For over a year now Rights Evidence Action – REAct has substantively changed the lives of Ugandan members of the LGBT community. Formed in May 2014, REAct has managed to relocate members of the LGBT community who have faced all forms of persecution including banishment from homes by the family and friends, arrests by police who say homosexuality is unnatural behavior, mob justice by the public who are simply homophobic among many other forms of harassment. REAct has also managed to support members of the community improve access to health services and facilities through providing alternative support if one is denied access to health services at any health center due to their sexual orientation.
At a meeting held between REAct and International HIV AIDS Alliance team led by Caroline Defferary, Grants Manager SHARP and Gavin Reid, Regional Advisor SHARP in Africa at Sexual Minorities Uganda headquarters in Kampala Richard Lusimbo the Research and Documentation Officer at SMUG also the head of the REActors said at the beginning of the project there was a challenge due to lack of funds but REActors (Members on the REAct team) managed to support members of the community who were being persecuted for being Homosexual.
“Under REAct we now handle cases from the security committee that are brought to SMUG and members of the community that are in trouble are documented and given immediate help in form of housing and welfare like feeding.” says Richard Lusimbo. He adds that REAct has improved response and advocacy and this can be seen through the number of cases documented by REActors. “Police and government are now more aware and cautious of how to deal with cases that involve members of LGBT community and there’s general appreciation of REAct by members of the community.
Bob Bwana the administrator Ice Breakers Uganda says REAct is important because people get immediate support. “Back then people would have to find alternative and at times risky alternatives of accommodation while their relocation cases were being worked upon. Thanks to REAct persecuted members of the LGBT community get immediate help.” says Bob.
Brant the Clinic and Resource Center Manager at Ice Breakers Uganda also a REActor says through REAct he has gotten to learn more about members of the LGBT community. He adds that there’s an increase in the number of members of the LGBT community being banished from home by family members, and a number of cases of mob justice where members of the LGBT community are beaten in bars. He merits REAct for helping with documentation of LGBT persons through working on cases and recording the data in the database.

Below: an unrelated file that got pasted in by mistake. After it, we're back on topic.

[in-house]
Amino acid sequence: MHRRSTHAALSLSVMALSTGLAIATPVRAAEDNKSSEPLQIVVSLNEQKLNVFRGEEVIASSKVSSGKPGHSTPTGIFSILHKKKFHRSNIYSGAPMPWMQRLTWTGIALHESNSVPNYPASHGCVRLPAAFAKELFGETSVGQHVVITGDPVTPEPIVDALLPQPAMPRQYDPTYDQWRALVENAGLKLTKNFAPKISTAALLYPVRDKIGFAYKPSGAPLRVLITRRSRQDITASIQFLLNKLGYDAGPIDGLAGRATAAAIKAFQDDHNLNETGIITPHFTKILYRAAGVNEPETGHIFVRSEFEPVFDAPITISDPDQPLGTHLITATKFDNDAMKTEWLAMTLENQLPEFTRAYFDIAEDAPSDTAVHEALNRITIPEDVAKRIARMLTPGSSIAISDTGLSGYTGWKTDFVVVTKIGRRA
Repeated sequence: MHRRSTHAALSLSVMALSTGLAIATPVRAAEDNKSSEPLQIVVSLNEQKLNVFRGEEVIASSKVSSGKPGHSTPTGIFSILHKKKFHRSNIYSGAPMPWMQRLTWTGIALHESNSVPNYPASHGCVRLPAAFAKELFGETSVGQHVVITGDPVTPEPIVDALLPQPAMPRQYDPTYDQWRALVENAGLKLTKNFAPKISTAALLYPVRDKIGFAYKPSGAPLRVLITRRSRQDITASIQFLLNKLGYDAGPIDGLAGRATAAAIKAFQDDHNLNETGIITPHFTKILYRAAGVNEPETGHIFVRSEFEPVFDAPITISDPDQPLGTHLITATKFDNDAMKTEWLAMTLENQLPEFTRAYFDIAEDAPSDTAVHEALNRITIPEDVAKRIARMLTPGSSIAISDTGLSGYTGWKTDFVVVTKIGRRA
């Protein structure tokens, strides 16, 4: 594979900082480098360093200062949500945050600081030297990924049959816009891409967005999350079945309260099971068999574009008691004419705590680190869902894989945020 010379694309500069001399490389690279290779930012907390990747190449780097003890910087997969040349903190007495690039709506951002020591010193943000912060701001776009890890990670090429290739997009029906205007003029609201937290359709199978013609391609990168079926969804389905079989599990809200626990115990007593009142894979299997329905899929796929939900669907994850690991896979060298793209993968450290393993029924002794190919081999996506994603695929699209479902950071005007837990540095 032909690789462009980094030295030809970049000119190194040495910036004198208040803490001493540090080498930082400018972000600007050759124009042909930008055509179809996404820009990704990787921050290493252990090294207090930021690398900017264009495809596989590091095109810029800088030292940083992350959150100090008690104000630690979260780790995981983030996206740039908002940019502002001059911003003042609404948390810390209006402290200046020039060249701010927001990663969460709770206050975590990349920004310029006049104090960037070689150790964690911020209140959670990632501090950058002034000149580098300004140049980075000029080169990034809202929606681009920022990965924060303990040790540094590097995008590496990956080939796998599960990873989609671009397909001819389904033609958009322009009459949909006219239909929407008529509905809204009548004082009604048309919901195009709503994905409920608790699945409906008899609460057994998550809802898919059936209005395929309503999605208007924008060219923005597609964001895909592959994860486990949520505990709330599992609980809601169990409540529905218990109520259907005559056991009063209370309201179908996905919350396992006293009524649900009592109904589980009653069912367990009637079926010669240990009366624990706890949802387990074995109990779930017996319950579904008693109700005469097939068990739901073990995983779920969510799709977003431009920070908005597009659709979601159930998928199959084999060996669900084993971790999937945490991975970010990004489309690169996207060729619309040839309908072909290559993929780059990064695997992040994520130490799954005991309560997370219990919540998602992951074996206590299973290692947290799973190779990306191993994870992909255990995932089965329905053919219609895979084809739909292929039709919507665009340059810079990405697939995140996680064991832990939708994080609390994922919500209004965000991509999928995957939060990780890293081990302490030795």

Jimmy a paralegal at Rainbow Health Foundation thanked International HIV AIDS Alliance for the support made towards REAct. “REAct has really helped the LGBT persons especially those that live in the rural western region of Uganda who were always being interrogated by police for being who they are.” says Jimmy. He adds, “The main challenge I face while working with REAct is that most members of the LGBT community in rural western Uganda are afraid to come out and talk about their stories because they thing I will publish them in the media and endanger their lives.”
An employee of Spectrum Uganda who preferred anonymity told stories about victims he has helped through REAct. He said “Women have a problem with reporting about sexual harassment because they fear reproach.” He gave an example of how a sex worker faced mob justice after a truck driver sexually abused her. When he went to report the matter to police, they laughed at the female sex worker and almost arrested him saying he was the perpetrator. He also mentioned increased cases of black mail where gay men where blackmailed and threatened to be outed.
Douglas Mawadri the Legal officer at SMUG says when we go to document victims they ask for money. “They think I am going to sell their stories for money and yet this documentation is for their own good.”
Gavin from International HIV AIDS Alliance said the meeting was frank and spoke about how collectively we’ve been able to respond to some cases. “It is amazing to see the willingness to learn and adapt that the community is doing.” Says Gavin.
Caroline from the International HIV AIDS Alliance notes that it is a great opportunity to hear first-hand personal stories about challenges faced by REActors and the cases they work upon. Caroline with passion in her eyes said “REAct is close to my heart and is the first program that we launched, it is incredible to see that it is being implemented and making a change in the lives of the LGBT community in Uganda.”
Rights – Evidence – Action (REAct); developed by the Alliance, is a human rights monitoring and response system that records and manages information at the community level. REAct documents human rights-related barriers in accessing HIV and health services. This is in order to provide adequate individual responses and to inform quality human rights-based HIV programming, policy and advocacy at national, regional and global levels.